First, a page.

This volume results from the Twenty-third Annual Latin American Conference held at the University of Florida in Gainesville in February 1973. It is a welcome addition to the literature on the Brazilian Amazon, a region which has long intrigued scholars and laymen alike. A critically important region, the Amazon has provided both optimist and pessimist with ample opportunity to reflect on the implications of its development for Brazil and for the world at large. The present volume, ably edited by Charles Wagley, whose expertise on the area is well known to all, tends to be optimistic.
The editor’s orientation is cultural-ecological. His intent is an objective appraisal of the effects of development on human and natural resources in the Brazilian Amazon. The fifteen papers, written by highly regarded Brazilian and other scholars, offer a broad range of background materials with which to better understand present undertakings there. The volume is divided into four sections: The Background, which includes Wagley’s Introduction, has articles by Leandro Tocantins (“The World of the Amazon Region”), Arthur Reis (“Economic History of the Brazilian Amazon”), and Lewis Tambs (“Geopolitics of the Amazon”); The People and Their Culture, with articles by Betty Meggars (“Environment and Culture in Amazonia”), Roberto Cardoso de Oliveira (“Indigenous Peoples and Sociocultural Change in the Amazon”), Emilio Moran (“The Adaptive System of the Amazonian Caboclo”), John Saunders (“The Population of the Brazilian Amazon Today”), and Richard Preto-Rodas (“Amazonia in Literature”); The Conditions for Man, with essays by Italo Falesi (“Soils of the Brazilian Amazon”), José María Pinheiro Conduru (“Agriculture in the Brazilian Amazon”), Stahis Panagides and Vande Lage Magalhães (“Amazon Economic Policy and Prospects”), and Ottis and Calista Causey (“Transmissable Disease in the Brazilian Amazon”); Change and Development, with articles by Wenceslau Wozniewicz (“The Amazonian Highway System”) and Paulo de Almeida Machado (“The Role of Education and Research in the Development of the Amazon”). A few very good bibliographies accompany some of the individual essays. Unfortunately, there is no general bibliography. The book is also hampered by the lack of an index.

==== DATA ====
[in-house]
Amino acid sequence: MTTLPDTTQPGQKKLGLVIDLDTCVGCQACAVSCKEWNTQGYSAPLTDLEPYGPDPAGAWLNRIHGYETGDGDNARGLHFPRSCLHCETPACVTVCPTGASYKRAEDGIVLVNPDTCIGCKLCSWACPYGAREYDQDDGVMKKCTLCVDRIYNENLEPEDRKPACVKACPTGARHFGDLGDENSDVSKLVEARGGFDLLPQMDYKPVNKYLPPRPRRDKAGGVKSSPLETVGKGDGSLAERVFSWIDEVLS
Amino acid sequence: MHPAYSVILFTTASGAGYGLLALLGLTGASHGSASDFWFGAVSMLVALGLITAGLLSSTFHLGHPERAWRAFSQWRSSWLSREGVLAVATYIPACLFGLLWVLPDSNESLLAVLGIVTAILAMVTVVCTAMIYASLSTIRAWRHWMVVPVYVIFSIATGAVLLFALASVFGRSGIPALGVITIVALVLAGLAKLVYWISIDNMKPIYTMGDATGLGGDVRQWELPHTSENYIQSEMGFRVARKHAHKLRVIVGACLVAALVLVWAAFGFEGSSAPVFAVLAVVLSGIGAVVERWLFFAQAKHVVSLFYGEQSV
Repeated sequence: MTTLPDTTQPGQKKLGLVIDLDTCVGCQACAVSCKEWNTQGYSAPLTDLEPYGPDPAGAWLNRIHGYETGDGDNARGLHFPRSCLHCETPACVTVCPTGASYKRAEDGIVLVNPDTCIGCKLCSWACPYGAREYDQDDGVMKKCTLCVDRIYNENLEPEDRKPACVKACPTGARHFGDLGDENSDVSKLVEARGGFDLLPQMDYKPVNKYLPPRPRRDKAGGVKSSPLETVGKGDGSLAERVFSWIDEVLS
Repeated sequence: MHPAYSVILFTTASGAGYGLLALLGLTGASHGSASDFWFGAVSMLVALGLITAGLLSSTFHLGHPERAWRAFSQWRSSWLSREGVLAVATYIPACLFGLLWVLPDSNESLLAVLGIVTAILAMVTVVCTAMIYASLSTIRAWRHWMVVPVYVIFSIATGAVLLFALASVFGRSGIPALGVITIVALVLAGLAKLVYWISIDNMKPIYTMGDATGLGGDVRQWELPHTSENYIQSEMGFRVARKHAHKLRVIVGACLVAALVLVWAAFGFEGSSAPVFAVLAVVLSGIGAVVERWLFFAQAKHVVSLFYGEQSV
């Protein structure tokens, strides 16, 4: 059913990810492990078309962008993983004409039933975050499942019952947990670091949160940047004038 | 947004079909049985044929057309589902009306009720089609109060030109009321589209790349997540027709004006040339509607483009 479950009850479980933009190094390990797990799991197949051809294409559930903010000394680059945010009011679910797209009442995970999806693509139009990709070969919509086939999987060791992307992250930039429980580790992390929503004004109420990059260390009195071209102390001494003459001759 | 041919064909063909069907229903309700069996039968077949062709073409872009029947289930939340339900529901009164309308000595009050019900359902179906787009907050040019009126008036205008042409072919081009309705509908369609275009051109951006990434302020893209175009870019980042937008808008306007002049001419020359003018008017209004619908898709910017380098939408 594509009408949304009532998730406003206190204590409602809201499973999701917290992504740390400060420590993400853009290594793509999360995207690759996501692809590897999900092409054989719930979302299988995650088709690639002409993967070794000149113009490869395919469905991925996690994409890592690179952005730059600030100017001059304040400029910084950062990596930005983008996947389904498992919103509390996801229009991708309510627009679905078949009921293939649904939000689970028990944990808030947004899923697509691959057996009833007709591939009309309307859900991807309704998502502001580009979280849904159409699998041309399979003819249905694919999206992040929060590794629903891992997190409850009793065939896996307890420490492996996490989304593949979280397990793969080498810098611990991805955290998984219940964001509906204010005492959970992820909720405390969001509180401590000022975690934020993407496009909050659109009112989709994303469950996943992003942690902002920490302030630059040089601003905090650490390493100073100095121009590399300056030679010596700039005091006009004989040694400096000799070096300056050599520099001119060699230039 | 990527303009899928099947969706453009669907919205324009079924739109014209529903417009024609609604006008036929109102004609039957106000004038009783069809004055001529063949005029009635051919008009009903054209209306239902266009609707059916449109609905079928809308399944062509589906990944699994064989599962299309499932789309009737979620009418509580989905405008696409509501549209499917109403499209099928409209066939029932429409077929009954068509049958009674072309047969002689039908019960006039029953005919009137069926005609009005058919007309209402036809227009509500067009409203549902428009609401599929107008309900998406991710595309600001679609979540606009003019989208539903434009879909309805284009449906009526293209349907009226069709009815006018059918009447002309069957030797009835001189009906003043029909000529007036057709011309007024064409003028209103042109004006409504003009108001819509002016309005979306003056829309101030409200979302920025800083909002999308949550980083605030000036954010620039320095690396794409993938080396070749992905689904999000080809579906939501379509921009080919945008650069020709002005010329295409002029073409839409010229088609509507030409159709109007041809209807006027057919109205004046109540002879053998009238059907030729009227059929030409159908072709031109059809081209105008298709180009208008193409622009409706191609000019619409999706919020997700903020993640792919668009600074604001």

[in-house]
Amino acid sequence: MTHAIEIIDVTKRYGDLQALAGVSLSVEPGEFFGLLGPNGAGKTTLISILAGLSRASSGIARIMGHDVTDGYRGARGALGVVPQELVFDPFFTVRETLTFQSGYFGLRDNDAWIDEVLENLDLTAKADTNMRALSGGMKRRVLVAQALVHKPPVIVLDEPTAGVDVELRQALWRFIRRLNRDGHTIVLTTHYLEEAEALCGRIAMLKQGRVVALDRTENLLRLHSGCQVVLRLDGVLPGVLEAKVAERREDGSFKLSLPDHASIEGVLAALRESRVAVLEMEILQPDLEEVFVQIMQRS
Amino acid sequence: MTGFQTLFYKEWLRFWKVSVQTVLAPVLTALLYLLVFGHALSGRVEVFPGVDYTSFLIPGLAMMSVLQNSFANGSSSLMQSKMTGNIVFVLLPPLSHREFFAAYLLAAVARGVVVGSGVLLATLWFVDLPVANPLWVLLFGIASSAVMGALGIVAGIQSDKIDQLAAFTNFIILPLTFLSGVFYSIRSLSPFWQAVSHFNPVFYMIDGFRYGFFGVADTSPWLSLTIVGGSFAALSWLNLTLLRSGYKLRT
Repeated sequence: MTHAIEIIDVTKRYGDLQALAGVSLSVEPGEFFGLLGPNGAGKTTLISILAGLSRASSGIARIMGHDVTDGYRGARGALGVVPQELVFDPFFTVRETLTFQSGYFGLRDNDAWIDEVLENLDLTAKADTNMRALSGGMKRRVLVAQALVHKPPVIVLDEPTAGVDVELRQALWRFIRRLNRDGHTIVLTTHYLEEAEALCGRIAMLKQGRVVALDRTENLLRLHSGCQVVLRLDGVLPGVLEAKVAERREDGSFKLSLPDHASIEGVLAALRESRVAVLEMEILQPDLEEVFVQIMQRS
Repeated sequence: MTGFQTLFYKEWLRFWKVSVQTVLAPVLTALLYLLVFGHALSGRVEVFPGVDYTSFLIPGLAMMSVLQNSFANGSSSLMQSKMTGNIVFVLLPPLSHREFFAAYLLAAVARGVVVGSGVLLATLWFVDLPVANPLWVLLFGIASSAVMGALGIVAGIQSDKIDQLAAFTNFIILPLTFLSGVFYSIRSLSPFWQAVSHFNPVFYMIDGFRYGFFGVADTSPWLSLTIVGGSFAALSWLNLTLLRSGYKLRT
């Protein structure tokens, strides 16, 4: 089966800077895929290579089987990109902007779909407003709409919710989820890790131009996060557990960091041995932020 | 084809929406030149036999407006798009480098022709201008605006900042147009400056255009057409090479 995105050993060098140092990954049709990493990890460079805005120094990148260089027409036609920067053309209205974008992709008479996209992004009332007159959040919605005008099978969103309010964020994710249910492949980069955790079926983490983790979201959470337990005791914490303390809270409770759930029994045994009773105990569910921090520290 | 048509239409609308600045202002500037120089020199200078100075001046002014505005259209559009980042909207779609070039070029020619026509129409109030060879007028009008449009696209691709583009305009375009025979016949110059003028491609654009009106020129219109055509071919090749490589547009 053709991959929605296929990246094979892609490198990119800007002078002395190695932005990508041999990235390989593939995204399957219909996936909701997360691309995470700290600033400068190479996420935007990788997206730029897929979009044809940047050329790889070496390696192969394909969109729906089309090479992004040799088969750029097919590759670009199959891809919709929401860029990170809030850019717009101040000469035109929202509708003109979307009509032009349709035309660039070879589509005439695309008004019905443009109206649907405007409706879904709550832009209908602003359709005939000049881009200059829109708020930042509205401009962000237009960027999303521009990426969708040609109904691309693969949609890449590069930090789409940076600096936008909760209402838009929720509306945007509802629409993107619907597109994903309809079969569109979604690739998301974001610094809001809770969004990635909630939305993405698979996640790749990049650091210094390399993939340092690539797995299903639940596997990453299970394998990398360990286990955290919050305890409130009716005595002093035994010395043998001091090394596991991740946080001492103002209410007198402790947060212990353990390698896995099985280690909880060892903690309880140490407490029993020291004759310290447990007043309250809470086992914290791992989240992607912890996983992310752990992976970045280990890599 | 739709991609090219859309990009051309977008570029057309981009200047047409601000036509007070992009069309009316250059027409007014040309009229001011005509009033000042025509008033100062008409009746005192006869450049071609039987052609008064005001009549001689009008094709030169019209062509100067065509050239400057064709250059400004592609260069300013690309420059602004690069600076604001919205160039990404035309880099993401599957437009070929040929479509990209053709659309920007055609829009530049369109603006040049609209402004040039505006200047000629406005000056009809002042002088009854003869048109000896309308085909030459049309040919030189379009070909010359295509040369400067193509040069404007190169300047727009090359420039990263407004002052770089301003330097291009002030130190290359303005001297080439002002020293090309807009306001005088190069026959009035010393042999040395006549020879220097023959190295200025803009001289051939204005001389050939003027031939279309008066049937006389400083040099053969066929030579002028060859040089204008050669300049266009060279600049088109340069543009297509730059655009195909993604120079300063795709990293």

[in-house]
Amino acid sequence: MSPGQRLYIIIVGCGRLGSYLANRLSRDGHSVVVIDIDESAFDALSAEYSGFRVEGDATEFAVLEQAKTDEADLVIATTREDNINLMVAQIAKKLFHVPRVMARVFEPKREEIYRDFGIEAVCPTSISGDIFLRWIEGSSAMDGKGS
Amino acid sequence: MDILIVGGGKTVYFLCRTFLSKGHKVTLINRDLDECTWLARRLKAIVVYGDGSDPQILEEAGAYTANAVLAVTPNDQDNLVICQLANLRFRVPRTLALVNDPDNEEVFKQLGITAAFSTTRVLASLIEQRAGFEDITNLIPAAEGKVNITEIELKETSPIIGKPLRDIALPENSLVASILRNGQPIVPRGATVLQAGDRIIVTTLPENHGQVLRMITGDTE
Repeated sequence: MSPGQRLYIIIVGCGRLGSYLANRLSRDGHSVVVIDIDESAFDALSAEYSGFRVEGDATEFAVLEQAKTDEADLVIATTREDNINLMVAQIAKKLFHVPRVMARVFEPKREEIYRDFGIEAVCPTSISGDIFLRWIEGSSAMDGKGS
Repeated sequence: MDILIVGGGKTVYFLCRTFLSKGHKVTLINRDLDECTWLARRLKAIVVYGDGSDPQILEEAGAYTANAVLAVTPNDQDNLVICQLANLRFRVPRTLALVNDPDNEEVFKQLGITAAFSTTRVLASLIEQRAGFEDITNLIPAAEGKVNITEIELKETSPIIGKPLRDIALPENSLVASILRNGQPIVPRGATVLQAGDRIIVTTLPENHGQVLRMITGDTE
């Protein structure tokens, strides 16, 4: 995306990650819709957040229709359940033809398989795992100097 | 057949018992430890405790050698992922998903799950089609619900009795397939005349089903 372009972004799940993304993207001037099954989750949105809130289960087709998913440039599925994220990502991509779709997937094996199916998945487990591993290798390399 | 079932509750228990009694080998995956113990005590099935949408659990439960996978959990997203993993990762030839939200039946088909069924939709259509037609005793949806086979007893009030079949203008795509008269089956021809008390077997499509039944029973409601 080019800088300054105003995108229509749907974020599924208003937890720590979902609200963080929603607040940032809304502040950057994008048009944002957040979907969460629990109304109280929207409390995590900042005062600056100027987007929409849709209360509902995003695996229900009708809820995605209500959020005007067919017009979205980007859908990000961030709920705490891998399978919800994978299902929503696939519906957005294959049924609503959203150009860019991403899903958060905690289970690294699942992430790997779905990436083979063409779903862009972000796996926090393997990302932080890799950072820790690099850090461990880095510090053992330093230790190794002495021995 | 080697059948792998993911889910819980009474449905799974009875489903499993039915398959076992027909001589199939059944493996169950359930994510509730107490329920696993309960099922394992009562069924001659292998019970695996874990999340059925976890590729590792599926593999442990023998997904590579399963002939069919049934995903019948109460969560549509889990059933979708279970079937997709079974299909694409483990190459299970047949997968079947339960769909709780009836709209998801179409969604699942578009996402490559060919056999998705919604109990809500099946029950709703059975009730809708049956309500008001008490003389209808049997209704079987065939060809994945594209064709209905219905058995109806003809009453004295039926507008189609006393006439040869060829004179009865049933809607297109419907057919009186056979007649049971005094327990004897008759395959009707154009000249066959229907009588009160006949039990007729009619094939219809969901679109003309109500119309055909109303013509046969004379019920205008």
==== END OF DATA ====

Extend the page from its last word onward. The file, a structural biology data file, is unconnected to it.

For the most part, the authors tend to be optimistic in their views of Amazonian development, although only one, Roberto Cardoso examines critically the effects of specific economic projects on human populations. His “conclusions,” too, are moderately hopeful insofar as he wishes that the “developmental sectors will be enlightened” about the nature of indigenous systems and their tolerance to sociocultural change. The particular exception is Betty Meggars who views current development in the Amazon as terribly maladaptive. Wagley, in his Introduction, also worries about the “. . . haphazard borrowing of modern temperate zone technology and its application to the Amazon region” (page 14), and condemns a “predatory extractive, and colonial’ commerce” for its disruptive effects on Amazonian ecology. He hopes that the volume will contribute to an understanding of the special place held by man in the tropics and, hence, to the direction that Amazonian development will take. Of course, the great fear is that if the lessons of the past are not learned well, the acceleration of extractive and predatory processes might well render the Amazon useless even for the life forms which have, with difficulty, adapted themselves to the area.